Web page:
City schools flunk weighted grade system

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Come fall, the Pittsburgh Public Schools will do away with a controversial grading system that sets 50 percent as the minimum score a student can receive on any test and assignment.

The district instead will use a 5-point scale that officials said will be a more accurate measure of student achievement and still give struggling children a chance to catch up to their peers.

The 50 percent minimum -- designed to run in conjunction with a 100-point scale -- will remain in force for the rest of the school year with a couple of exceptions.

Teachers now will have the authority to give zeros to students who refuse to do work.

Some students have been refusing to complete assignments, telling teachers they'd take the 50 percent instead. Bill Hileman, a Pittsburgh Federation of Teachers staff representative, said "the No. 1 problem with the 50 percent minimum was the negative impact on student behavior."

By month's end, the district hopes to try out the new grading system in at least two unidentified schools.

The district said the 50 percent minimum had been used in city schools for about a decade. But officials touched off a wave of controversy last fall with a memo -- co-signed by the teachers union -- seeking more consistent use across the district.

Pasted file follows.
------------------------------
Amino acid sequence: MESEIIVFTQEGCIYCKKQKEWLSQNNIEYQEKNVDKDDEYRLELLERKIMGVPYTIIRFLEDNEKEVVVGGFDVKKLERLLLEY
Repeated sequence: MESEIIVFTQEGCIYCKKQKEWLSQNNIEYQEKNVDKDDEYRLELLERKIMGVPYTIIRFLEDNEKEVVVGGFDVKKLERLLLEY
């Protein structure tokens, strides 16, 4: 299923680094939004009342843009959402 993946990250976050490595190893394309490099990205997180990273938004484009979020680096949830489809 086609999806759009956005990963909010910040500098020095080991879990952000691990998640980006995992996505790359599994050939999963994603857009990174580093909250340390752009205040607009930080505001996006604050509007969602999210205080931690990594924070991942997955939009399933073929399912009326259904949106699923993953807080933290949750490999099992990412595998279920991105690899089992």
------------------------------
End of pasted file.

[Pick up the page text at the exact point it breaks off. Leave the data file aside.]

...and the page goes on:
Officials said the 50 percent minimum was an academically and mathematically sound way to compensate for flaws in the 100-point scale.

Under the original scale, work scored 90 percent to 100 percent was an A, 80 percent to 89 percent a B, 70 percent to 79 percent a C, 60 percent to 69 percent a D, and 59 percent to zero an E, or failing grade.

Not only was it unfair for a failing grade to carry more weight than passing grades, the district and union said, but students found it virtually impossible to recover from a handful of bad grades.

The district was widely ridiculed after the memo leaked out.

Some teachers and parents said the minimum amounted to grade inflation and conflicted with the district's "Excellence for All" improvement campaign. Radio hosts and bloggers called the district soft on students, and student discipline problems added fuel to the fire.

Under the new scale, work scored from 4 to 5 will be an A, 3 to 3.99 a B, 2 to 2.99 a C, 1 to 1.99 a D, and zero to .99 an E.


Joe Smydo can be reached at jsmydo@post-gazette.com or 412-263-1548.


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